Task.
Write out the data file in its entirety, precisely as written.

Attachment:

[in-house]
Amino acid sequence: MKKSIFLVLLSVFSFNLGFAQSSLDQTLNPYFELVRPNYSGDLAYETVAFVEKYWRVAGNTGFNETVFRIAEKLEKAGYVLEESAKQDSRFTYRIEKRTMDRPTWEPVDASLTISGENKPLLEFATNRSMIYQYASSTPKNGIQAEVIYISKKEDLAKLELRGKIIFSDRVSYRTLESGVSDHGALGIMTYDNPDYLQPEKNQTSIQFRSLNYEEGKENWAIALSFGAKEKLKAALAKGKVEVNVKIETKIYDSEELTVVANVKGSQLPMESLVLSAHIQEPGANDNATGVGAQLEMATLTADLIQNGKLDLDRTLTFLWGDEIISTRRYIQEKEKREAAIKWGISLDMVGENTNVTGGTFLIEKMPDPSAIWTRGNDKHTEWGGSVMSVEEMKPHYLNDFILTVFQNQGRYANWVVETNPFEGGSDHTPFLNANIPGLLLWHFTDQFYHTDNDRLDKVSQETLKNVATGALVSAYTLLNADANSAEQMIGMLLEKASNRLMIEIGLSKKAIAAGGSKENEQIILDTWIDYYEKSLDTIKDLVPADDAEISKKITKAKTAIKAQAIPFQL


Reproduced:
[in-house]
Amino acid sequence: MKKSIFLVLLSVFSFNLGFAQSSLDQTLNPYFELVRPNYSGDLAYETVAFVEKYWRVAGNTGFNETVFRIAEKLEKAGYVLEESAKQDSRFTYRIEKRTMDRPTWEPVDASLTISGENKPLLEFATNRSMIYQYASSTPKNGIQAEVIYISKKEDLAKLELRGKIIFSDRVSYRTLESGVSDHGALGIMTYDNPDYLQPEKNQTSIQFRSLNYEEGKENWAIALSFGAKEKLKAALAKGKVEVNVKIETKIYDSEELTVVANVKGSQLPMESLVLSAHIQEPGANDNATGVGAQLEMATLTADLIQNGKLDLDRTLTFLWGDEIISTRRYIQEKEKREAAIKWGISLDMVGENTNVTGGTFLIEKMPDPSAIWTRGNDKHTEWGGSVMSVEEMKPHYLNDFILTVFQNQGRYANWVVETNPFEGGSDHTPFLNANIPGLLLWHFTDQFYHTDNDRLDKVSQETLKNVATGALVSAYTLLNADANSAEQMIGMLLEKASNRLMIEIGLSKKAIAAGGSKENEQIILDTWIDYYEKSLDTIKDLVPADDAEISKKITKAKTAIKAQAIPFQL